The Low-Pressure Approach

Probably the most influential change in the way surgeons perform CK is the light-touch technique, developed by Columbia, S.C., surgeon H.L. "Rick" Milne.

As Dr. Milne explains it, if a surgeon were to press too hard on the CK probe as it delivers its energy, this would push corneal tissue away from the probe. This pushing force actually fights against the probe's energy, which causes the tissue to contract toward the probe. By pressing just enough for the probe to be seated in the cornea, which makes about a 1-mm dimple, surgeons seem to be able to achieve more effect per treatment spot than with the standard CK method, which involves using more force.

"Light touch has two components," explains Dr. Milne. "First, you have to make sure the 450-µm long probe tip is fully seated in the cornea before delivery of a pulse. Second, the probe has to remain seated during the pulse, because the tissue will want to pull away from the probe posteriorly as you indent. The surgeon has to make sure he doesn't indent the cornea too much to cause mechanical stretch of the fibers."

Light-touch CK involves making only about a 1-mm dimple as the energy is delivered.

"If you're just barely making a dimple as you hit the footpedal, then the cornea is in its natural state and is capable of shrinking maximally," says Dr. McDonald. "This confers great advantages: greater predictability; less induced astigmatism; greater clinical effect; more space for retreatments; greater patient comfort afterward since there are fewer spots; and faster visual recovery."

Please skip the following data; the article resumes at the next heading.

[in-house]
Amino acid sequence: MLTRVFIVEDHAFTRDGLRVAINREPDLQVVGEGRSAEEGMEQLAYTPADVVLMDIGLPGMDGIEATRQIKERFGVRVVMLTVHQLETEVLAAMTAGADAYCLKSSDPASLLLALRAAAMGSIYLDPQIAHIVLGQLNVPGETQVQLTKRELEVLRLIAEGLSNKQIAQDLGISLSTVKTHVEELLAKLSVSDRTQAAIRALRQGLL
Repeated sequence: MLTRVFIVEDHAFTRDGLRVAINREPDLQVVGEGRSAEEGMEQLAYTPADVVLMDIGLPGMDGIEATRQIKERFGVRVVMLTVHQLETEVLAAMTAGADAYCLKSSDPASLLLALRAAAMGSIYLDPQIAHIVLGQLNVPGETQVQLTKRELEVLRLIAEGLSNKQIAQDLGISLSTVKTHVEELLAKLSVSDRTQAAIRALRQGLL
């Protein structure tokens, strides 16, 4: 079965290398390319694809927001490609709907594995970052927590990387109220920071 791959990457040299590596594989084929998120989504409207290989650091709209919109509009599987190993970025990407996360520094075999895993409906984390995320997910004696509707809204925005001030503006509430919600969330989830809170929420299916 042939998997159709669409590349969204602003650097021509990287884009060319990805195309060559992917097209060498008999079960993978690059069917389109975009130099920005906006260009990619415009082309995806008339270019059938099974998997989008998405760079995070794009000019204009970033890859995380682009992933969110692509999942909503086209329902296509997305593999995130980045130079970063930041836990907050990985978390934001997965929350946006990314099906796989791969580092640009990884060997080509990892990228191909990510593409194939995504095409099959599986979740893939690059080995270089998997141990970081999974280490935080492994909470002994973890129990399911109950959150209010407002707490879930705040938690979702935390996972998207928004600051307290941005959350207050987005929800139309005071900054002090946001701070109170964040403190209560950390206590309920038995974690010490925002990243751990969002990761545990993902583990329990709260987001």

The most popular treatment approach involves using the light-touch technique to make eight spots at the 7- or 7.5-mm zone. Eight spots at
7 mm yields about 1.75 D of effect, a diopter more than it used to with the standard CK protocol. At 7.5 mm, it will yield a little less.

Table 1. Light-Touch CK Effects
Spot Pattern                                                                 Effect
8 spots at 8 mm                                                                   1 D
8 spots at 7 mm                                                                   1.75 D
8 spots at 8 mm and 8 spots at 7 mm (16 total)               2.5 D
8 spots at 7 mm and 8 spots at 6 mm (16 total)               3.5 D

In addition to the light-touch method, Dr. McDonald also recommends making sure your operating microscope is perpendicular to the floor, because this helps ensure the probe is perpendicular to the cornea when it's used. "Most of us who do CK have put a tiny carpenter's level on the microscope head, and check it all the time to make sure we or the cleaners who come in at night haven't knocked it out of position," she says. "That's a huge help."

The Results

Following are the main CK outcomes surgeons are focused on:
Vision. "You don't really measure CK's outcomes as you do for myopia surgery," says Dr. Durrie. "You don't ask, 'What percentage is J2 for near?' You have to ask what percentage are glasses-free in restaurants, at the store when they're looking at price tags, at home on the computer or when looking up a phone number."